Parts of Sonoran Desert May Become Unsuitable for Tortoise Survival Due to Climate and Drought
13 / 12 / 2013, USGC
Drought conditions are linked to declines in a protected desert tortoise population in part of the Sonoran Desert, according to a U.S. Geological Survey study.
The new report is one of only a few long-term published studies to examine desert tortoise populations and their response to climate change. Results support earlier predictions that parts of the Sonoran Desert area may become unsuitable for continued tortoise survival, based on previously published climate models projecting warmer and dryer conditions in the future.
Scientists surveyed a population of threatened Agassiz's desert tortoises from 1978 to 2012 on a square-mile study plot in the Sonoran Desert of Joshua Tree National Park, Calif. This long-term study includes about 1.4 tortoise generations, which is important when studying species with long life spans. The full report, published in the journal Biological Conservation, is available online.
"If drought duration increases under a warming climate scenario, our results suggest there could be wider and more significant impacts on Agassiz's desert tortoise populations in the lower elevation areas of the Sonoran Desert in California," said USGS scientist Jeff Lovich. "This information should be useful to resource managers as they address drought effects on tortoises."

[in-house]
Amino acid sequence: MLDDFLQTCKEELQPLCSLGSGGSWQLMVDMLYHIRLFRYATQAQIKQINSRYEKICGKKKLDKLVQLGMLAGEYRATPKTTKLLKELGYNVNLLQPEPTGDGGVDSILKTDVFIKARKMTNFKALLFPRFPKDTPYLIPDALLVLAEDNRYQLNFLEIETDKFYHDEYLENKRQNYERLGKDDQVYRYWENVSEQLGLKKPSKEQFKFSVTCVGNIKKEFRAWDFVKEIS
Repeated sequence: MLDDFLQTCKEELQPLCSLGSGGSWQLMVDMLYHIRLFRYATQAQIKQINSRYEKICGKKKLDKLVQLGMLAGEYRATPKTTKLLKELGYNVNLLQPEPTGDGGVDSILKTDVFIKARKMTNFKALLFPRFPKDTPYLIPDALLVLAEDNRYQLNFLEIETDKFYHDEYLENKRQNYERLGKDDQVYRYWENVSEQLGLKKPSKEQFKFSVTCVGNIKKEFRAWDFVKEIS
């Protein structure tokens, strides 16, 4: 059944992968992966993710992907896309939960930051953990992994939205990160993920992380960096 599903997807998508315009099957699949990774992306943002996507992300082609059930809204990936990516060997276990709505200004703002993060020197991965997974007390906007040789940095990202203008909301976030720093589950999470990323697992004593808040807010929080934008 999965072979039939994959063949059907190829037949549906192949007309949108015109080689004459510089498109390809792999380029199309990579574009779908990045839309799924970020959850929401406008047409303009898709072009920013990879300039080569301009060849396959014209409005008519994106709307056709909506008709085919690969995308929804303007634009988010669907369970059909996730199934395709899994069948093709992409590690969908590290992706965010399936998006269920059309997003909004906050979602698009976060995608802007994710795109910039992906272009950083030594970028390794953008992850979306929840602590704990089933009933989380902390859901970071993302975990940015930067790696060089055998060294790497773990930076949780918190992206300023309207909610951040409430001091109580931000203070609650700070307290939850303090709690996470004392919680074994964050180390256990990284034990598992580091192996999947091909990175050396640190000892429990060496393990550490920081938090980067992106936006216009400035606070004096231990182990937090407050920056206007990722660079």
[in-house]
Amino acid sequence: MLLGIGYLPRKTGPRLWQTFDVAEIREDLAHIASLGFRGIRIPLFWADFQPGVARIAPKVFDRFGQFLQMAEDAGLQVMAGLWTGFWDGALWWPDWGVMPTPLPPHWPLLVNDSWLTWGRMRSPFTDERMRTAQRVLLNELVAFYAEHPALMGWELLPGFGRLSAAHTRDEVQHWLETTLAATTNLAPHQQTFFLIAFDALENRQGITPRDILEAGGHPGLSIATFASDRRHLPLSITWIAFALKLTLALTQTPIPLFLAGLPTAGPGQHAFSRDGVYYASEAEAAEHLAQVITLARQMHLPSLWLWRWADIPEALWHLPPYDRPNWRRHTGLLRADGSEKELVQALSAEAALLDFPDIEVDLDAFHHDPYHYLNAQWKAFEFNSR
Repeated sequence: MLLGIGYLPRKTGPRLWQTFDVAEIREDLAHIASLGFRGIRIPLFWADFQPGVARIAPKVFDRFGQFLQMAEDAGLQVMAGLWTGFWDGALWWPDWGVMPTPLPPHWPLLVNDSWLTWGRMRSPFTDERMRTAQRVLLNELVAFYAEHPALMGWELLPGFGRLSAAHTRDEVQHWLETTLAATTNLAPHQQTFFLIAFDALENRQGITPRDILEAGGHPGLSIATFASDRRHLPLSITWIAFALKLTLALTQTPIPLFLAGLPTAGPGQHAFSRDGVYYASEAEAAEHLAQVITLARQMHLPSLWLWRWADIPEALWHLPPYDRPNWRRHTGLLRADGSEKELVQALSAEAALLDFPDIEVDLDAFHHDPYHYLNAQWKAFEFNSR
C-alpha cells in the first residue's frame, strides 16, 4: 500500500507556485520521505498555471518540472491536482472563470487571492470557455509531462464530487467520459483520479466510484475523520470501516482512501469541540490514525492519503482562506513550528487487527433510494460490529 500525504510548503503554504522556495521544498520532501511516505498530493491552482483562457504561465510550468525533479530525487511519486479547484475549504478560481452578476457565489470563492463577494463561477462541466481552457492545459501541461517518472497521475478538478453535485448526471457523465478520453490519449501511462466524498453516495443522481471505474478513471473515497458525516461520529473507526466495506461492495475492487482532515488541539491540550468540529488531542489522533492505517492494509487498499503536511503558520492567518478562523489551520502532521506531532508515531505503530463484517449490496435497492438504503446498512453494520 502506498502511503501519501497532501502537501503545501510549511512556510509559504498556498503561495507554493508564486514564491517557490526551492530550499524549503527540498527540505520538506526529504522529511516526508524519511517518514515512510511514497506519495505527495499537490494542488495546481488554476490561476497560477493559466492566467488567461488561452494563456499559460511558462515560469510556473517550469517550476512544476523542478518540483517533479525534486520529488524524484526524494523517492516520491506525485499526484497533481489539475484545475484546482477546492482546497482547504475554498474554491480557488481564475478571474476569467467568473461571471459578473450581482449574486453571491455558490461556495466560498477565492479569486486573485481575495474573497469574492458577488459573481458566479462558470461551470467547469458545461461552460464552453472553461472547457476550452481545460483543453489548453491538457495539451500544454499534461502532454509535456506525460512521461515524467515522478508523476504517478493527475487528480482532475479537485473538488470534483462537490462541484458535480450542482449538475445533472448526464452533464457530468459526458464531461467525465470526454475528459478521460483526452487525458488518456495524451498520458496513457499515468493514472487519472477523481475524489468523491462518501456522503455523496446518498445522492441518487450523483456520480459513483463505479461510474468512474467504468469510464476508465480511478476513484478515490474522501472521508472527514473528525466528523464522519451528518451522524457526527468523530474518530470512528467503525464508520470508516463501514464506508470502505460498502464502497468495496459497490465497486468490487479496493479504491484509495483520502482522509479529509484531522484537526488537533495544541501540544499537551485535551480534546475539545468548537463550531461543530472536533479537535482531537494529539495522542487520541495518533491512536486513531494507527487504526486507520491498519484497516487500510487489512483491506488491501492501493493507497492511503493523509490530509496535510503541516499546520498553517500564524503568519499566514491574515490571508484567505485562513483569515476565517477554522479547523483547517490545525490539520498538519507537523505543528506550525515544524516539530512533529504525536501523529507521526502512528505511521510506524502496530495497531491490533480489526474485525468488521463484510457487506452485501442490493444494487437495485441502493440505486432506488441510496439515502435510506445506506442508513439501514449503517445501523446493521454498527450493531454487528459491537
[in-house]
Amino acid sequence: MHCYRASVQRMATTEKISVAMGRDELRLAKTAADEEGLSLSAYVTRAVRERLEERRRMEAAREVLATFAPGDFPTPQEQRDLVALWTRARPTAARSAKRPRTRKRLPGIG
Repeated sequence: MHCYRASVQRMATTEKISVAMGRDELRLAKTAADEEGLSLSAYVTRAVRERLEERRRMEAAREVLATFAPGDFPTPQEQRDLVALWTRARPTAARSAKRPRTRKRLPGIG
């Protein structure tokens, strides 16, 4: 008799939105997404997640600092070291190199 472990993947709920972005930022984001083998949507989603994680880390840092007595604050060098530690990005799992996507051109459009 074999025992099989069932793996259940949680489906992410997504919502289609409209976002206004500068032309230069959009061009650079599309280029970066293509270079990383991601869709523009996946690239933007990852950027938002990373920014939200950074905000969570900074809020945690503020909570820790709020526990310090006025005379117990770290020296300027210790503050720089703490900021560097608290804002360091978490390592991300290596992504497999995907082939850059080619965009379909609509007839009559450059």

Desert tortoise survival rates were found to be highly dependent on climate events, particularly the duration of droughts. Results show that after three years of drought, the tortoise population evaluated in this study decreased. Estimated adult population size declined greatly from 1996-2012, which was concurrent with persistent drought in the area. The postures and positions of a majority of dead tortoises found in 2012 were consistent with death by dehydration and starvation. Dry conditions also result in decreased tortoise reproduction at the study site.
Lovich said that some live and many dead tortoises found in 2012 showed signs of predation or scavenging by mammalian carnivores. During periods of drought when germination of annual food plants fails or is weak, small mammal populations that feed on these plants decline and carnivores appear to shift their diet to tortoises. Scientists found evidence of this prey switching by desert carnivores, such as coyotes.
The Agassiz's desert tortoise is protected under the U.S. Endangered Species Act as threatened in portions of Arizona, California, Nevada and Utah where populations appear to be declining rangewide, with few possible exceptions. This study was funded by the Bureau of Land Management with support from the Sonoran Desert Rapid Ecological Assessment program to better understand the role of climate and tortoise ecology in the region.